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object, runs through almost every part of the prophecy. This is a very common practice in the prophetic writings, where two subjects are frequently carried on together, a principal and a subordinate one. In Isaiah there are no less than three subjects, the restoration of the Jews from the Babylonish captivity, the call of the Gentiles to the Christian covenant, and the redemption of mankind by the Messiah, which are frequently adumbrated under the same figures and images, and are so blended and interwoven together, that it is extremely difficult to separate them from each other *. In the same manner our Saviour, in the chapter before us, seems to hold out the destruction of Jerusalem, which is his principal subject, as a type of the dissolution of the world, which is the under-part of the representation. By thus judiciously mingling together these two important catastrophes, he gives at the same time (as he does in many other instances) a most interesting admonition

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admonition to his immediate hearers the Jews, and a most awful lesson to all his future disciples; and the benefit of his predictions instead of being confined to one occasion, or to one people, is by this admirable management extended to every subsequent period of time, and to the whole Christian world.

After this general remark, which is a sort of key to the whole prophecy, and will afford an easy solution to several difficulties that occur in it, I shall proceed to consider distinctly the most material parts of it.

We are told in the first verse of this chapter, that "on our Saviour's departing from the temple, his disciples came to him to shew him the buildings of it;" that is, to draw his attention to the magnitude, the splendour, the apparent solidity and stability of that magnificent structure. It is observable that they advert particularly to the stones of which it was composed. In St. Mark their expression is, "See what manner of stones, and what buildings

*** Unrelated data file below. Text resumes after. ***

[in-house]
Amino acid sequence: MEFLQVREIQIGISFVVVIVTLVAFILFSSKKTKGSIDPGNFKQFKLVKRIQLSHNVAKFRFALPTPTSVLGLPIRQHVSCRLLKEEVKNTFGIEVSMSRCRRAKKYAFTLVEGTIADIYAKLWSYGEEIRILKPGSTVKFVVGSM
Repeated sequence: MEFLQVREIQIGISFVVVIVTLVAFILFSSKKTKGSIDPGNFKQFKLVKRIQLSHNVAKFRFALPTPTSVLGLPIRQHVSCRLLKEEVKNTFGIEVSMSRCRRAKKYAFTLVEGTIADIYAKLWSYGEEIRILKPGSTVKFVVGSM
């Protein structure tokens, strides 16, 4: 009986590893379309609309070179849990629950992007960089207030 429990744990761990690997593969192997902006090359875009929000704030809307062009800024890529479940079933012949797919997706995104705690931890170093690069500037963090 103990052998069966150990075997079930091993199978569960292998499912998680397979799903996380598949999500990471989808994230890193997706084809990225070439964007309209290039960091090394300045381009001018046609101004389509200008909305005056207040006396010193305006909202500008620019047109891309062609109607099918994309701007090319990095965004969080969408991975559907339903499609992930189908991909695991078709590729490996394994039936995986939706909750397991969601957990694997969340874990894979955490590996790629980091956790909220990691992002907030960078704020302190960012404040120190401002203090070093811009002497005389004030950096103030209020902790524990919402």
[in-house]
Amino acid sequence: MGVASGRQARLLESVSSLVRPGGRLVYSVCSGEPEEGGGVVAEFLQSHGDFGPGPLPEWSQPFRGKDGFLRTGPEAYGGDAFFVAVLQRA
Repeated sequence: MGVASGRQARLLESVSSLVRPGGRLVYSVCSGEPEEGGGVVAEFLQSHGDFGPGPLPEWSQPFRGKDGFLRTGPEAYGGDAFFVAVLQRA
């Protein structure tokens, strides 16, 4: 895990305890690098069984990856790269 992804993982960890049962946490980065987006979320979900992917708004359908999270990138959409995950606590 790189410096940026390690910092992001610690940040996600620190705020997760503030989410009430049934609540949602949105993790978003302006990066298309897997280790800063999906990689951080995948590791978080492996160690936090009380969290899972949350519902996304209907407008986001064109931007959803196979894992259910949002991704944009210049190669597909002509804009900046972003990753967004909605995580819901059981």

buildings are here;" and in St. Luke they speak of the goodly stones and gifts with which it was adorned. This seems at the first view a circumstance of little importance; but it shews in a very strong light with what perfect fidelity and minute accuracy every thing is described in the sacred writings. For it appears from the historian Josephus, that there was scarce any thing more remarkable in this celebrated temple then the stupendous size of the stones with which it was constructed. Those employed in the foundations were forty cubits, that is, above sixty feet in length; and the superstructure, as the same historian observes, was worthy of such foundations, for there were stones in it of the whitest marble, upwards of sixty-seven feet long, more than seven feet high, and nine broad *.

It was therefore not without reason that the disciples particularly noticed the uncommon magnitude of the stones of this superb

Josephus de Bell. Jud. l. x. c. 5.

superb temple, from which, and from the general solidity and strength of the building, they probably flattered themselves, and meant to insinuate to their divine Master, that this unrivalled edifice was built for eternity, was formed to stand the shock of ages, and to resist the utmost efforts of human power to destroy it. How astonished then and dismayed must they have been at our Saviour's answer to these triumphant observations of theirs! Jesus said unto them, "See ye not all those things? Verily I say unto you, there shall not be left here one stone upon another that shall not be thrown down." This is a proverbial expression, used on other occasions to denote entire destruction; and therefore had the temple been reduced to ruins in the usual way, the prophecy would have been fully accomplished. But it so happened that this prediction was almost literally fulfilled, and that in reality scarce one stone was left upon another. For when the Romans had taken Jerusalem, Titus ordered his soldiers to dig up

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the foundations both of the city and the temple*. The Jewish writers also themselves acknowledge, that Terentius Rufus, who was left to command the army, did with a ploughshare tear up the foundations of the temple; and thereby fulfilled that prophecy of Micah ‡, "Therefore shall Zion for your sake be ploughed as a field." And in confirmation of this remarkable circumstance, Eusebius also assures us, that the temple was ploughed up by the Romans; and that he himself saw it lying in ruins §. The evangelist next informs us, that as Jesus sat on the Mount of Olives, which was exactly opposite to the hill on which the temple was built, and commanded a very fine view of it from the east, his disciples came unto him privately, saying, "Tell us when shall these things be, and what shall be the sign of thy coming, and of the end of the world?" The expressions here made use of, the sign of

* Joseph de Bello Jud. 1. vii. c. i. p. 170. B.

+ See Whitby, in loc.

Euseb. Dem. Evang. . vi. 13.

VOL. II.

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Chap. iii. 12.

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